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Diversity and Inclusion

Tribal schools embrace distance learning with Google tools

In the United States, there are 574 federally recognized tribal nations. Collectively they are referred to as “Indian Country,” but there is tremendous diversity among the tribes. Each has its own unique history, geography, culture and economy, as well as its own opportunities and challenges. 

Far too often, we only hear about challenges facing these tribal nations and rarely hear about the solutions tribes create. In response, the Harvard Project on American Indian Economic Development founded Honoring Nations, a national awards program that spotlights success in tribal governance. Since 1998, Honoring Nations has awarded 136 tribal governance programs from over 100 tribal nations, highlighting key lessons that other governments, both Native and non-Native, can adapt for themselves. By sharing these lessons, we are changing the conversation from what isn’t working to what is. We also facilitate the sharing of practical tools to improve the strength and vitality of Indian Country.

In 2013, our team was introduced to the Google American Indian Network, an employee resource group made up of Google employees. We began working with and using a variety of Google tools to enhance our ability to share stories of success with tribal leaders and policymakers, from Google Cultural Institutes to Google Maps and Google Voyager. In December 2018, our efforts culminated in the launch of the Nation Building Toolboxes, based on Google Sites. So far we have released four toolboxes: Business Enterprises, Constitutional Reform, Justice Systems and a special COVID-19 toolbox, dedicated to sharing multimedia resources in public and health policy, which was created in collaboration with the Johns Hopkins University Center for American Indian Health.

Launched in April 2020 and updated daily, the COVID-19 nation-building toolbox responds to the complex challenges facing Indian Country due to the pandemic. The coronavirus is revealing the cracks in all societies, including tribal nations. However, in Indian Country, these crises are magnified by decades of underfunding of infrastructure, from facilities to water systems to broadband. In fact, an estimated 34% of American Indian households lack high-speed internet access. This impacts critical communications, including how students access distance learning. Without the ability—or tools—to connect remotely, American Indian students are at a significant disadvantage.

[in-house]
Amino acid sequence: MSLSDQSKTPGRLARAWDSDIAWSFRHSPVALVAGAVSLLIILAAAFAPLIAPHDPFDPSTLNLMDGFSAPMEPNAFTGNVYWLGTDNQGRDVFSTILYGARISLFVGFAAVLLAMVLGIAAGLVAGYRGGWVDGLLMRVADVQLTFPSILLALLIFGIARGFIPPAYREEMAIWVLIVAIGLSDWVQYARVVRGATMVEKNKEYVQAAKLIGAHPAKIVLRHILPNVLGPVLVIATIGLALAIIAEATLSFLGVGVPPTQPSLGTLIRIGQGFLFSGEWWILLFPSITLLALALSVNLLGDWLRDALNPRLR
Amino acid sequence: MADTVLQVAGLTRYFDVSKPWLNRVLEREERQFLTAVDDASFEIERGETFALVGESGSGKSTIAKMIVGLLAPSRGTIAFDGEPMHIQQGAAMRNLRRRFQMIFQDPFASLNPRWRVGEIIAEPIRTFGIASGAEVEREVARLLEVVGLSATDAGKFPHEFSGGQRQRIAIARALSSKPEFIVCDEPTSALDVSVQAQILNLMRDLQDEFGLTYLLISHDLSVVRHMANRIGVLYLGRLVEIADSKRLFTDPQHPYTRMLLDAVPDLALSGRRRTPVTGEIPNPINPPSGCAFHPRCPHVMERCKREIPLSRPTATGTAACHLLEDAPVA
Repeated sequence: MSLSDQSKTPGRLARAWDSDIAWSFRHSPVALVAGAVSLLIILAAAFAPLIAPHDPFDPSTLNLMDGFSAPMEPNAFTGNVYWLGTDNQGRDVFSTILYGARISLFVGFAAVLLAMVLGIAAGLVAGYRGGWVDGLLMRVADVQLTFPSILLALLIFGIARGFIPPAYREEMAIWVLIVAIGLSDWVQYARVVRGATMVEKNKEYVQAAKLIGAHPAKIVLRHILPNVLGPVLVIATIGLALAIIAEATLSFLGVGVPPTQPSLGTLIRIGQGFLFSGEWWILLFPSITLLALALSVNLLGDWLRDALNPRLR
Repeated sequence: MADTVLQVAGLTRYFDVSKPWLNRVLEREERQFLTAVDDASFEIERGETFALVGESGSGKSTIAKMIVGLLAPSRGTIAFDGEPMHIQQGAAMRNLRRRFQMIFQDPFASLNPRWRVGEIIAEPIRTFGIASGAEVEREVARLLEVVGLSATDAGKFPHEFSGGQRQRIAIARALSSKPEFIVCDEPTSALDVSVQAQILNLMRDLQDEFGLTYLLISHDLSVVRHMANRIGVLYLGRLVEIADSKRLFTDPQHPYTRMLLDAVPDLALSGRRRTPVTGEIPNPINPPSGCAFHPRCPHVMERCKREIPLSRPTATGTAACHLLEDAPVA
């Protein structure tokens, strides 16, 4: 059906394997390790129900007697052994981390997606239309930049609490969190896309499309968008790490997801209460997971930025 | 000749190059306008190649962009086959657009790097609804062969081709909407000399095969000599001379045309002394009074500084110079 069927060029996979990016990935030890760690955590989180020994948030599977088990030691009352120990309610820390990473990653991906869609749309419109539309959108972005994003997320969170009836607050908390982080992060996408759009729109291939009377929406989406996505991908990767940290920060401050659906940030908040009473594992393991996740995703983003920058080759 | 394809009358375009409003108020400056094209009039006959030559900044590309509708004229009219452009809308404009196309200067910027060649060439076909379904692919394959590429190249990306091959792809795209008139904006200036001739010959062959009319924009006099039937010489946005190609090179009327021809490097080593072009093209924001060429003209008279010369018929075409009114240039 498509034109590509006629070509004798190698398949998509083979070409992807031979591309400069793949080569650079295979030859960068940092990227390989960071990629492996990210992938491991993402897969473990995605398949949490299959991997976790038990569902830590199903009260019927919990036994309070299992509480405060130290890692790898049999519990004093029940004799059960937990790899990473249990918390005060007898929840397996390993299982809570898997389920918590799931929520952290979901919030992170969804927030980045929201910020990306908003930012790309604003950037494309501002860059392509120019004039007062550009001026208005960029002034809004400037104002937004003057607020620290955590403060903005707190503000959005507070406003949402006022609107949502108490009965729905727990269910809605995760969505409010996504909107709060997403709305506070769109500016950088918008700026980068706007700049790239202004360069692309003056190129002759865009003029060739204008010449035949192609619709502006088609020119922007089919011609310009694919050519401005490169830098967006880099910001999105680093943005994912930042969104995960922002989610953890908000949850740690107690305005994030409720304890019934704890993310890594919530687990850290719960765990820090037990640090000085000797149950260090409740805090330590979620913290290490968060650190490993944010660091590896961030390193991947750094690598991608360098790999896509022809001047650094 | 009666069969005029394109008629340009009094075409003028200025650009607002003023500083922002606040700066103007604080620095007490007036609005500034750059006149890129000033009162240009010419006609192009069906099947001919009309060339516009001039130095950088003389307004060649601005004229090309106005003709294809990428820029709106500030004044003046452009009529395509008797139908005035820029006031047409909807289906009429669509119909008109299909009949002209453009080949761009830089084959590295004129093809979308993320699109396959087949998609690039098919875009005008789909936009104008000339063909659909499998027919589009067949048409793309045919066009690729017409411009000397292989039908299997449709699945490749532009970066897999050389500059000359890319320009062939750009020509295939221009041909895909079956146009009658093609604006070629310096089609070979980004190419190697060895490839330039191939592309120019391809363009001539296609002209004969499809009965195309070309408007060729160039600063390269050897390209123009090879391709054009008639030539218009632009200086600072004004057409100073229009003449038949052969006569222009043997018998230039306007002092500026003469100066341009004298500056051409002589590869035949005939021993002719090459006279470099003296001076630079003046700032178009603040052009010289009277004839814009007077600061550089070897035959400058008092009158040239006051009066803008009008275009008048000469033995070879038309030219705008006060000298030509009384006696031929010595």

The Native American Advancement Foundation (NAAF), in partnership with the Tohono O'odham GuVo District, initiated a system of support to ensure the youth in their community didn’t fall behind during the pandemic. They integrated lessons from an Indigenous language learning resource, posted to our COVID-19 toolbox, from the Yurok Tribe in northern California. They also paired online resources with offline support through the distribution of educational learning packets, food, and supplies to households throughout the District. In addition, college students who returned home were recruited to provide remote tutoring to younger students. 

After learning about their extraordinary efforts to meet the needs of their citizens, we shared the strategies used in Tohono O'odham through the COVID-19 toolbox, so other nations facing similar challenges could draw inspiration from their solutions. This knowledge sharing and exchange not only highlights the innovation in Indian Country, but is an incredible example of Indigenous reciprocity.

We live in a digital age, and what's key in Indian Country is that we embrace technology on our own terms. That’s why digital tools which enable communication are so important. Google understands the need for these tools, especially now, which is why they've committed $10 million in grants to support communities through Google.org's Distance Learning Fund.

It is our hope that the stories we share through Honoring Nations and the Nation Building Toolboxes arm leaders and policymakers with practical tools that help to strengthen their nations, on their own terms—and as Wet’suet’en Hereditary Chief, Satsan, says, “put a new memory in the minds of our children.”

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